These are big. Sharpen with a craft knife. Good for laying lots of colour down on large paper.

Continue reading “Birthday Presents For 13-Year-Olds Who Love To Draw”

Inky Illustrations of Cats

There are many ways of rendering cats in illustration. By letting ink run into the paper, cats can look beautifully soft and furry.

Andy Warhol (1928-1987) ink blot cats by Andy Warhol
Andy Warhol (1928-1987) ink blot cats by Andy Warhol
Clare Turlay Newberry (American, 1903-1970) cat kittens
Clare Turlay Newberry (American, 1903-1970)
Louis Icart, (1880-1950) detail from an etching, c. 1925
Louis Icart, (1880-1950) detail from an etching, c. 1925
Tsuguharu Foujita (Japanese-French, 1886-1968) from Book of Cats, 1930
Tsuguharu Foujita (Japanese-French, 1886-1968) from Book of Cats, 1930
Hannes Kilian - Cat Nero in the Snow, 1953
Hannes Kilian – Cat Nero in the Snow, 1953
Endre Penovac Serbian artist cat
Endre Penovac Serbian artist
Marjorie L. Cooper (American, 1910-1999), pen name Elizabeth Webbe, An illustration from the book 'The Kitten Twins' 1960
Marjorie L. Cooper (American, 1910-1999), pen name Elizabeth Webbe, An illustration from the book ‘The Kitten Twins’ written by Helen Wing 1960
Clare Turlay Newberry (American,1903-1970) - April’s Kittens cat
Clare Turlay Newberry (American, 1903-1970) – April’s Kittens cat
Clare Turlay Newberry (1903-1970), c. 1937 cat
Clare Turlay Newberry (1903-1970), c. 1937

1920s Fashion In Art

1920s Hair

1920s Hairstyles History- Long Hair to Bobbed Hair

1924 haircut
1924

Exoticism

An Evening Soirée, Dean Cornwell (1892-1960) 1921 mirror
An Evening Soirée, Dean Cornwell (1892-1960) 1921
Jewellery catalogue 1927
Jewellery catalogue 1927

Fur

Illustration by Earl Christy 1920s
Illustration by Earl Christy 1920s

1920s Children’s Fashion

Clothes in children’s catalogues offer a glimpse into how the wealthy classes were dressing their children.

1920s school dresses
1920s school dresses

The dresses above look quite similar to girls’ dresses which came back into fashion in the 1960s.

The 1960s version was likewise a tunic style of dress with dropped waist (or no waist). The a-line shape, or a pencil shape, came back into fashion at the turn of the decade 1959-1960 and remained all through the Kennedy years.

The difference between the 1920s and 1960s dresses: different colours, simpler styles, new polyester fabrics. Hemlines were higher.

Continue reading “1920s Fashion In Art”

Eye Lines Guiding The Viewer in Illustration

Artists and illustrators use tricks which tell the viewer where to look. Since humans tend to naturally follow the gaze of others, one focusing trick is to create eye lines all pointing to the focus of the work.

In the Norman Rockwell image below, the viewer’s eye is drawn straight to the dog. Notice how Rockwell does this. Almost every single character is looking at the dog, except for one guy who is looking at us and pointing to the dog. The characters looking at the dog also form a circle arond the dog, placing the dog at centre of that circle, though not at the mathematical circle of the artwork. (Compositionally, that wouldn’t look good.)

Rockwell has also utilised various examples of ‘pointing’. A boy’s violin case also seems to point towards the dog. An artist uses his paintbrush. Even the postie is holding something that seems to point to the dog. (I can’t work out exactly what it is, but that doesn’t matter.)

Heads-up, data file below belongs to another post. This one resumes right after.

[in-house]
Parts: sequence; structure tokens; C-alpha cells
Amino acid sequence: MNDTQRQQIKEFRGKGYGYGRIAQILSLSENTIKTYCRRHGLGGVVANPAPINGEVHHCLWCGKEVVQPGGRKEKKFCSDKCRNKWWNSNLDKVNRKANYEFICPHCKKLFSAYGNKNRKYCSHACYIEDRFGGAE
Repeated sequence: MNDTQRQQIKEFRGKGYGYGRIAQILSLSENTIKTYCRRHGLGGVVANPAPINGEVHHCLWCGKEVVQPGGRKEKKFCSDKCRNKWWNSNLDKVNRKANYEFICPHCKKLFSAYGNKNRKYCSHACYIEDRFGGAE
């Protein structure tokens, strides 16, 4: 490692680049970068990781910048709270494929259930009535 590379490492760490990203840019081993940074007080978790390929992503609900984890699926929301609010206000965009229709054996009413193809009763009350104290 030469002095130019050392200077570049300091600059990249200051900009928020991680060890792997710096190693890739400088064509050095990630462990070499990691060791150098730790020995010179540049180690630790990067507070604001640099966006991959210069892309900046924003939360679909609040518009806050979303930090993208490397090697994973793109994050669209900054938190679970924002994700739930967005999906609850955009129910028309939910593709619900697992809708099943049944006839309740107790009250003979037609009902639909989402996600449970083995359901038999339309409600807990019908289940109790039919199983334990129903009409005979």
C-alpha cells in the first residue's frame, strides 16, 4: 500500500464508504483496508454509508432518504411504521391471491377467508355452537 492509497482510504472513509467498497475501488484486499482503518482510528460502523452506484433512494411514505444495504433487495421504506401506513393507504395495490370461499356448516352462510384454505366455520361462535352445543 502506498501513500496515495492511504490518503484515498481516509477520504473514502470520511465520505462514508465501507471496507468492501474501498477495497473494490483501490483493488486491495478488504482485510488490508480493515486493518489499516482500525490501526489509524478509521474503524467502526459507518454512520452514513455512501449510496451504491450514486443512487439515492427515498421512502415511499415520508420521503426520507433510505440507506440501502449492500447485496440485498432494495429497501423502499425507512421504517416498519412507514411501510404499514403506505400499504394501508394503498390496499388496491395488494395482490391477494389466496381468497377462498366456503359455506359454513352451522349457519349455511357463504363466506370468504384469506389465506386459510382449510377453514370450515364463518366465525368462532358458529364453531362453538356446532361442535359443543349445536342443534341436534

Norman Rockwell Road Block - Issue of The Saturday Evening Post alley way
Norman Rockwell Road Block – Issue of The Saturday Evening Post
Continue reading “Eye Lines Guiding The Viewer in Illustration”

Illustrations Of Ominous Faces In Shadow

Photographers understand that faces can change significantly depending on how they are lit. Illustrators also know this. Faces obscured are ominous. Below are examples of ominous faces making use of shadow.

NACHTMERRIE OVER NEDERLAND (1945) L.J. Jordaan
NACHTMERRIE OVER NEDERLAND (1945) L.J. Jordaan
THE PSALMS FOR MODERN LIFE (1933) Arthur Wragg, man in front of sexual health clinic, 'Absolute Secrecy'
THE PSALMS FOR MODERN LIFE (1933) Arthur Wragg, man in front of sexual health clinic, ‘Absolute Secrecy’
Poster Art 1932 Fantomas, illustrator not found, ominous faces in shadow
Poster Art 1932 Fantomas, illustrator not found

Obscuring the eyes is an effective way of creating horror. In the illustration below, the deep-set eyes are entirely in shadow, or perhaps the eyes are not even there.

Fear (1945, L. Ron. Hubbard) illustration by Edd Cartier psychological horror
Fear (1945, L. Ron. Hubbard) illustration by Edd Cartier psychological horror
When the top half of a face is in shadow, it can mimic the look of wearing a bandit mask. The villain in this image also has a green tinge to his skin, another marker of ‘evil’. (See: Why are witches green?)
Here’s another example of a scary face in shadow, though in this case the villain really is wearing a mask.
The face lit up as if through open blinds has a specifically detective story feel about it.
Robert Maguire (1921 - 2005) 1959 book cover illustration for 'Negative Of A Nude' by Charles E. Fritch, although this art was used for several other titles too
Robert Maguire (1921 – 2005) 1959 book cover illustration for ‘Negative Of A Nude’ by Charles E. Fritch, although this art was used for several other titles too

In children’s books, shadows aren’t utilised as often, apart from grounding shadows an unobtrusive indications of light-source. That’s because most picture books aren’t meant to be scary. However, the picture books of Chris Van Allsburg are a notable exception. Starting out as a sculptor, Van Allsburg makes heavy use of shadows, to the point where his shadows carry meaning.